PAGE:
By Cameron Joseph - 11/29/06 12:00 AM EST
A senior Bush administration official yesterday said that, contrary to conventional political wisdom, there are many promising signs that the 110th Congress will advance free-trade policies.
During an address at the U.S. Chamber of Commerce, U.S. Trade Representative Susan Schwab voiced optimism that despite the populist rhetoric of some new House and Senate members, Congress will be able to further pro-trade economic policies.
"There has been a lot said, probably because it makes good copy, that this election will hobble or end the administration's trade agenda," Schwab said. "This is contradicted by the facts - Democrats and Republicans have been working together for over 70 years on trade agreements."
Schwab highlighted statements by Rep. Charles Rangel (D-N.Y.), who will chair the House Ways and Means Committee, and by Sen. Max BaucusMax BaucusWyden unveils business tax proposal College endowments under scrutiny The chaotic fight for ObamaCare MORE (D-Mont.), who will head the Senate Finance Committee, as proof that they would support trade agreements.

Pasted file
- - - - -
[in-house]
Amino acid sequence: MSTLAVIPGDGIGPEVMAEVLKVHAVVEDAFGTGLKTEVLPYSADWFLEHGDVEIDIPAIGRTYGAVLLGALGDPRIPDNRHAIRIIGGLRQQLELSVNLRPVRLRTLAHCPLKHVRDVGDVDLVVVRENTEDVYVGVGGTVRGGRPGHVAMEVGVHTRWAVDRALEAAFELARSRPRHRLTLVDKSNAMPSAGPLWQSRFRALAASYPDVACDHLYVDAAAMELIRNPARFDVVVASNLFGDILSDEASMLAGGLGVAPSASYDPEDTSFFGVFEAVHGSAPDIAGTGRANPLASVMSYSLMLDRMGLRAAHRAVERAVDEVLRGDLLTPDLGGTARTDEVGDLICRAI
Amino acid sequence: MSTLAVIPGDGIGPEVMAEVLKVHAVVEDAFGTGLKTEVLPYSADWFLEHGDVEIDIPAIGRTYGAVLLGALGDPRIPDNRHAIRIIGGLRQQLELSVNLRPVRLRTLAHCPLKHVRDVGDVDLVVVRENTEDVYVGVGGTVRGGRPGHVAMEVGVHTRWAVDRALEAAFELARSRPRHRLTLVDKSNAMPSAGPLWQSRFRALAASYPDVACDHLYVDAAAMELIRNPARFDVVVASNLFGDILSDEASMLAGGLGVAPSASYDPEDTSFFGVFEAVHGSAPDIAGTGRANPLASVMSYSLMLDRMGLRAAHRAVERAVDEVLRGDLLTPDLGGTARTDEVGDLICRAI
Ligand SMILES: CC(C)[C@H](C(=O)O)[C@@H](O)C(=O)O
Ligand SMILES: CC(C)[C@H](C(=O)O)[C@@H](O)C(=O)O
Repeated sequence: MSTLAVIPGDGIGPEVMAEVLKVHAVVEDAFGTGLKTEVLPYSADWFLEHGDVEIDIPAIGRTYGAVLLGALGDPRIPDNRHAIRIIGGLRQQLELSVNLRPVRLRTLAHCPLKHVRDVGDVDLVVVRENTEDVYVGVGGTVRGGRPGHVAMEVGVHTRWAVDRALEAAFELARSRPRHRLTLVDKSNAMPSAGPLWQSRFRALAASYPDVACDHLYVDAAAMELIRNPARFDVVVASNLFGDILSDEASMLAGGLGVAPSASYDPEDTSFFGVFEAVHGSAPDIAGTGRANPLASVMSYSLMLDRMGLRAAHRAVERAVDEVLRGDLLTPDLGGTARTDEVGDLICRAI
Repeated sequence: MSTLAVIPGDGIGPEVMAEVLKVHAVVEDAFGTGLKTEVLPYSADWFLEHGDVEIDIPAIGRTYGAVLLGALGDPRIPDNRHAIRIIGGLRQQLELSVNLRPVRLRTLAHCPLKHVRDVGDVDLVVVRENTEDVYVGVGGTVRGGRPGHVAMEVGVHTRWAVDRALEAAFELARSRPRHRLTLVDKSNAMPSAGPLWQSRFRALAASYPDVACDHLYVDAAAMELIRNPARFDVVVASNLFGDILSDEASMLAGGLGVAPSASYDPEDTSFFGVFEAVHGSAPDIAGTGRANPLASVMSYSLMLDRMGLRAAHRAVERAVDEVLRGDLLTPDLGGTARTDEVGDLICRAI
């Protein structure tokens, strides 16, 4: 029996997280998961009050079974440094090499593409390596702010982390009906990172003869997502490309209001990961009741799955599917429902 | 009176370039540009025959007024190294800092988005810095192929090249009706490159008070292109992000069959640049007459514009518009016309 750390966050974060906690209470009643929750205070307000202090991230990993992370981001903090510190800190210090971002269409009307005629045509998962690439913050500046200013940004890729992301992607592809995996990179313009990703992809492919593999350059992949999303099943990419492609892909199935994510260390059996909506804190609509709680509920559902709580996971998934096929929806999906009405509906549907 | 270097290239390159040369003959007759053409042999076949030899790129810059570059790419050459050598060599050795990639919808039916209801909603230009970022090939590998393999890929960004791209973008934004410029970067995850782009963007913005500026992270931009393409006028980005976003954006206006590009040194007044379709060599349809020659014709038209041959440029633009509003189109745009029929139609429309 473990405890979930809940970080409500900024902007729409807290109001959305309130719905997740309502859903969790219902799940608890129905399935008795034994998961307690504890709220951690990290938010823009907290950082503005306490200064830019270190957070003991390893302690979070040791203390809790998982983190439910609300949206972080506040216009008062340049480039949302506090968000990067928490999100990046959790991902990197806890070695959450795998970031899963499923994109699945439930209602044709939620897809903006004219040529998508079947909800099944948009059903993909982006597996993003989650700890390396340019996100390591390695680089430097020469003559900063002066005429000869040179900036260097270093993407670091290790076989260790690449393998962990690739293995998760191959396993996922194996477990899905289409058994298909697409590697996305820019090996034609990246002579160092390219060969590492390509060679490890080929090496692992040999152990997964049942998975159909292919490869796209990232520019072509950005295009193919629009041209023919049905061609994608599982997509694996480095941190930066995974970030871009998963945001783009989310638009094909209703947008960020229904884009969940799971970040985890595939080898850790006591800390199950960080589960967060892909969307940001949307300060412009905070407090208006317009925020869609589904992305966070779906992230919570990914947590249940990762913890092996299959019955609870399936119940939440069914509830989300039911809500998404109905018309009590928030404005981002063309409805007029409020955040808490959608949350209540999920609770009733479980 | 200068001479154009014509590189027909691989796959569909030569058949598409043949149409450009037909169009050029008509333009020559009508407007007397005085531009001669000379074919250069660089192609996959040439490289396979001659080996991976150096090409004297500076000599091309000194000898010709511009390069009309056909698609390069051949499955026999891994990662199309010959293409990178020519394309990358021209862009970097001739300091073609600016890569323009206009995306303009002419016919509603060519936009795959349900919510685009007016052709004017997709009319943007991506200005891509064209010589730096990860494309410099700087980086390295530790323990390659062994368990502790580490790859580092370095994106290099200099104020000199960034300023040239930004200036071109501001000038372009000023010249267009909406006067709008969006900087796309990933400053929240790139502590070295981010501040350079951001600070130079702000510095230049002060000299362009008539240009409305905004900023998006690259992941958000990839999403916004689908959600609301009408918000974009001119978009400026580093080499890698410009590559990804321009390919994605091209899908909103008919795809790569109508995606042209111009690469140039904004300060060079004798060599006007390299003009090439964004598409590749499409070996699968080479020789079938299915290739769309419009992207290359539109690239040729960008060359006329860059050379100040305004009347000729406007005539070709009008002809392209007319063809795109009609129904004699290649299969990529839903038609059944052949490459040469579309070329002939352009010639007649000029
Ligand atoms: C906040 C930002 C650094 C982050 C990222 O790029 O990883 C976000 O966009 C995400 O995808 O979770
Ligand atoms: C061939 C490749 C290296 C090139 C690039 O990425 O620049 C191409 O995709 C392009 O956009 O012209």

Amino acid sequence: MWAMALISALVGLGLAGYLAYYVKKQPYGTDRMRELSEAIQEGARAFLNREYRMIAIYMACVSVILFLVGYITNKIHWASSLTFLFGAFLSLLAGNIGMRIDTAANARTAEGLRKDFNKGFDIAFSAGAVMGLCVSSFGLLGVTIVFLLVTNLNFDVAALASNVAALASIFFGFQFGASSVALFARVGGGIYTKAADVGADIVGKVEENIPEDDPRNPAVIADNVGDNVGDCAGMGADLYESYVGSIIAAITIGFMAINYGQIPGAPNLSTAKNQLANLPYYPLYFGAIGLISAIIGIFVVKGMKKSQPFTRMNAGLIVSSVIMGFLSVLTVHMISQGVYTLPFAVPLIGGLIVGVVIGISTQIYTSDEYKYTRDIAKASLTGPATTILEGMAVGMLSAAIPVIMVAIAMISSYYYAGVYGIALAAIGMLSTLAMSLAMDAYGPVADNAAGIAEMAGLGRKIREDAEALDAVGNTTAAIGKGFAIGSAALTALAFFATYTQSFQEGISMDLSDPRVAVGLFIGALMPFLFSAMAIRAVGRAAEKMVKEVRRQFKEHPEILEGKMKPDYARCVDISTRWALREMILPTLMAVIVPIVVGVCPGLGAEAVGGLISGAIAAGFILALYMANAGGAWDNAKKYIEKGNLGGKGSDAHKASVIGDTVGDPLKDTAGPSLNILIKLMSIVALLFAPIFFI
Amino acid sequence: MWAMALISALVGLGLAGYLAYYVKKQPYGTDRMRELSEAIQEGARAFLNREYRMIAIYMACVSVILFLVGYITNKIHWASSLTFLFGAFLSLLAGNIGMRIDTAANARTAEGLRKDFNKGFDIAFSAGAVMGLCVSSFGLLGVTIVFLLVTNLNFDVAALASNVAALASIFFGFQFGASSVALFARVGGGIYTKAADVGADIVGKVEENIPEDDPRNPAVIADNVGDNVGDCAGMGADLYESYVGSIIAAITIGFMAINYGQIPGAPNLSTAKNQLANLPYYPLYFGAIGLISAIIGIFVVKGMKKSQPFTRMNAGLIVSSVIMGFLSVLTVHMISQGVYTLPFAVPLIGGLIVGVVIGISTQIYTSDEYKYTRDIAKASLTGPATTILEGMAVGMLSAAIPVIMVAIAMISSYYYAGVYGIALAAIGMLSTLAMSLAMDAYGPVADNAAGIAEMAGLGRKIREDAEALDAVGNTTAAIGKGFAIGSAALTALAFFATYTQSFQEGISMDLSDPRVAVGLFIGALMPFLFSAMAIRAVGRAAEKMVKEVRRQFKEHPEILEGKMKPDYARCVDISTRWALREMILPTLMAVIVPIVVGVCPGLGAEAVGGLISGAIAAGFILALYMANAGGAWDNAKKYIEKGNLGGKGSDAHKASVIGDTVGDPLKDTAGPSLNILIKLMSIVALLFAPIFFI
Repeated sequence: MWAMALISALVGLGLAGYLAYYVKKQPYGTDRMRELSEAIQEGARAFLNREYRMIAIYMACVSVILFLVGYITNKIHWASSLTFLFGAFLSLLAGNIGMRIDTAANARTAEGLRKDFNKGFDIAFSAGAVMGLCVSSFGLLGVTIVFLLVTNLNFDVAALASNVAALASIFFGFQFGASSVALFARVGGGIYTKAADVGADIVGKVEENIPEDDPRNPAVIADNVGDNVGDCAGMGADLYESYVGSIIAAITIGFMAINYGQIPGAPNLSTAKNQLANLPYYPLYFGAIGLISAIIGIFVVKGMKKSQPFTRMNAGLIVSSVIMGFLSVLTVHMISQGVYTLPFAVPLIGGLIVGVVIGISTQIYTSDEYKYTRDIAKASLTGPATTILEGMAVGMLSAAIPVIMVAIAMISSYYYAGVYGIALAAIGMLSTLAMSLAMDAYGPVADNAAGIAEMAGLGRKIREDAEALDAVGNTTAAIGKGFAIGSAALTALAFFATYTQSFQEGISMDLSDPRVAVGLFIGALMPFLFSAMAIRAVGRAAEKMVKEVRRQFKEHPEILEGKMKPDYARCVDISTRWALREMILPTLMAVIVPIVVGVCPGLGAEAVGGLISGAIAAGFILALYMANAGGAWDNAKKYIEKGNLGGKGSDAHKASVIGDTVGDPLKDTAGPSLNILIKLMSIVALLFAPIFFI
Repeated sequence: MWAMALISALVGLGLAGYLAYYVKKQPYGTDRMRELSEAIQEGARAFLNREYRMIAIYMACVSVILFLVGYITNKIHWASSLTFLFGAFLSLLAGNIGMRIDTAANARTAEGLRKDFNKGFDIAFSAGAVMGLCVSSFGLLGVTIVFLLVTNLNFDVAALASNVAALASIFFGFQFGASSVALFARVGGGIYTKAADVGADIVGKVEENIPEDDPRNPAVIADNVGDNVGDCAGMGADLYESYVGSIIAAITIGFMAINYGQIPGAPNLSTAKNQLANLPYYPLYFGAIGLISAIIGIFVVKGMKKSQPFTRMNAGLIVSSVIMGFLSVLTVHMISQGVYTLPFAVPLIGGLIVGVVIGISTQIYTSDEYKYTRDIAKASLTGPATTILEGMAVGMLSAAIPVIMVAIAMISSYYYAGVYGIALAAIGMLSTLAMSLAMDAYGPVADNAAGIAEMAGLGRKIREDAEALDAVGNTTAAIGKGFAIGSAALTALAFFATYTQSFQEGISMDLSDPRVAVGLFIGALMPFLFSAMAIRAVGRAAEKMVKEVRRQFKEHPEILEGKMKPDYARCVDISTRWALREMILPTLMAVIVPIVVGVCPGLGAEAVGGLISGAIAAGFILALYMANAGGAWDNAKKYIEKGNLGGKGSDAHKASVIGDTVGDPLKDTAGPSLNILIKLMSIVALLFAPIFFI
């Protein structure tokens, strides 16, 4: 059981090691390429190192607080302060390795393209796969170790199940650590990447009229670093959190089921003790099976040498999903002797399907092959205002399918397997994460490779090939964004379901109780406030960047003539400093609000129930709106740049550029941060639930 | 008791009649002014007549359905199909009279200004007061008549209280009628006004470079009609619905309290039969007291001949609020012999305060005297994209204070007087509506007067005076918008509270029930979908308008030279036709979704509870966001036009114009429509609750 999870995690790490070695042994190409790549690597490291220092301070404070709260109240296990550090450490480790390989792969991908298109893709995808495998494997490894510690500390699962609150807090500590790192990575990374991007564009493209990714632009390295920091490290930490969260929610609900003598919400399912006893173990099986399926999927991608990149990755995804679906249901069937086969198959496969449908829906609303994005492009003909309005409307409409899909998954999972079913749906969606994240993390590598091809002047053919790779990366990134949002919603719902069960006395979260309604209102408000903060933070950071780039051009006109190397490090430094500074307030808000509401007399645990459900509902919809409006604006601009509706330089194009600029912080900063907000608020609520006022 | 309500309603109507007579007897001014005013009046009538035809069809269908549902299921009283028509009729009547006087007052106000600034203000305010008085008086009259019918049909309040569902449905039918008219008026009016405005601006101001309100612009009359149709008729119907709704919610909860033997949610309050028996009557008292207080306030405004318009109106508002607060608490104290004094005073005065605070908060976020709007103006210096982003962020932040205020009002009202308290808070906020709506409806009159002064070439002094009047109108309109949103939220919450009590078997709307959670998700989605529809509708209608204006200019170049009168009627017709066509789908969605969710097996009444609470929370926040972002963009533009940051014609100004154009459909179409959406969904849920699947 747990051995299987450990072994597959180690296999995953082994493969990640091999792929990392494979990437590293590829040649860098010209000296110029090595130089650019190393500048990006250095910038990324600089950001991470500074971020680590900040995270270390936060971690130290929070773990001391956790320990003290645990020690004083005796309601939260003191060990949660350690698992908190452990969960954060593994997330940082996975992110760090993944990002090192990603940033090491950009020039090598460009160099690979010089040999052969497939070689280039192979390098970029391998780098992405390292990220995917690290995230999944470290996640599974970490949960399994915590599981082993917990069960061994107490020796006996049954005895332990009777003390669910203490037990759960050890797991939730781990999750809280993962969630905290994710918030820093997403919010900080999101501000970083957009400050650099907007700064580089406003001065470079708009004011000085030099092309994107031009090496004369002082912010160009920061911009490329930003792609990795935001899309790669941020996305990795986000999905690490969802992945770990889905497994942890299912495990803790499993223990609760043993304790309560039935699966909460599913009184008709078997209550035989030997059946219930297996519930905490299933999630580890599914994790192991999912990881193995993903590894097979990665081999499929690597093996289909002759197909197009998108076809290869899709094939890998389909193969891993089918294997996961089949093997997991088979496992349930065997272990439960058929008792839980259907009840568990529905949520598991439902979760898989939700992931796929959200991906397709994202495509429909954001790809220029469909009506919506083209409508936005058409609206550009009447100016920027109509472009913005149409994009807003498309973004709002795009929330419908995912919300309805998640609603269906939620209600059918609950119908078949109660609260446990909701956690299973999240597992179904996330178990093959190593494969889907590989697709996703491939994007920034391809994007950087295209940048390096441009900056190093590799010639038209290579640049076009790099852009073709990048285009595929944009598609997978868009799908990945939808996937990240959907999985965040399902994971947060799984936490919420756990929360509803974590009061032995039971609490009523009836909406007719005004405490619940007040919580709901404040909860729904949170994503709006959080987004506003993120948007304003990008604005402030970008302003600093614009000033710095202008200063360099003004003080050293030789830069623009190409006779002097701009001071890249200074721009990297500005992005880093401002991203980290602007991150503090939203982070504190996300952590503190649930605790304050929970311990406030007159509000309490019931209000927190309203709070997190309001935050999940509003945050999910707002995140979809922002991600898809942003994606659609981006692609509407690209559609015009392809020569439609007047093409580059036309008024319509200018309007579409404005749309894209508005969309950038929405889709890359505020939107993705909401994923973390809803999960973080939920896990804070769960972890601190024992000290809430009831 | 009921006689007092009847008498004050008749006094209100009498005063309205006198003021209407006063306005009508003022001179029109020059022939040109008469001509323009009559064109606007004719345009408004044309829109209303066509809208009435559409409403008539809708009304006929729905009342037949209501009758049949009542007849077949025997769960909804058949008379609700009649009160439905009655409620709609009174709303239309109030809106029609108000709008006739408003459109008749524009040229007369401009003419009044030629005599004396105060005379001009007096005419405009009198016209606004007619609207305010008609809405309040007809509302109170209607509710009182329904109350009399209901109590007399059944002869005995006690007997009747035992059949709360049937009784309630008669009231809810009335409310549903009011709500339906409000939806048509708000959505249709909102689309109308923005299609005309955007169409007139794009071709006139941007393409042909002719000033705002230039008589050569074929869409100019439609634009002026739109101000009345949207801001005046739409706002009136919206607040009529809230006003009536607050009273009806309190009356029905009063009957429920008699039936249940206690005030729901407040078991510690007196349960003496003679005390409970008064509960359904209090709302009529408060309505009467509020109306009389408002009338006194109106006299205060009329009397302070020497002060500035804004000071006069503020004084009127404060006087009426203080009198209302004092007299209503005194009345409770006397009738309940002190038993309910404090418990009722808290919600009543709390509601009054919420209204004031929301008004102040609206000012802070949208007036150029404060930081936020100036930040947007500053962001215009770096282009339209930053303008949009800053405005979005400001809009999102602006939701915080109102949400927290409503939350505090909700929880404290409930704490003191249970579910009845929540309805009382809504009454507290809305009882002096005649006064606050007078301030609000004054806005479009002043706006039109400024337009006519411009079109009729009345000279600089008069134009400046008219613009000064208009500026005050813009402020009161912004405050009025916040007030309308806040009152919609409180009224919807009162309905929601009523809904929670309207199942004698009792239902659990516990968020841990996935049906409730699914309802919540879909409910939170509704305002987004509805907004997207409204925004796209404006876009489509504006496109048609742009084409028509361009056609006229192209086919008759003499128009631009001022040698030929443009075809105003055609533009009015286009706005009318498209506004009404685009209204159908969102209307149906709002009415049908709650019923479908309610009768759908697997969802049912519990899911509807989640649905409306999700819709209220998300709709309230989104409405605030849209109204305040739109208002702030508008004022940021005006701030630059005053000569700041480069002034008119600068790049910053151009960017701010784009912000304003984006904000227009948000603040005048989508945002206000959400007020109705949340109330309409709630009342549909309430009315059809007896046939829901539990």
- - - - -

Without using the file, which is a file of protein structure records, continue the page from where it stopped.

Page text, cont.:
"Bipartisanship on trade should not and cannot be a historical concept," Schwab stated. "It needs to be a driving force for the president in the future. Rangel's and Baucus's comments are a good sign."
She continued, "Extremists in both parties are ready to retreat to protectionism and isolationism, and we must fight against them … we must think of the next generation, not the next election."
Some, however, do not share Schwab's optimism. During his introduction of Schwab, Lt. General Daniel Christman, the senior vice president of international affairs for the U.S. Chamber of Commerce, remarked that "The path ahead looks very, very tough."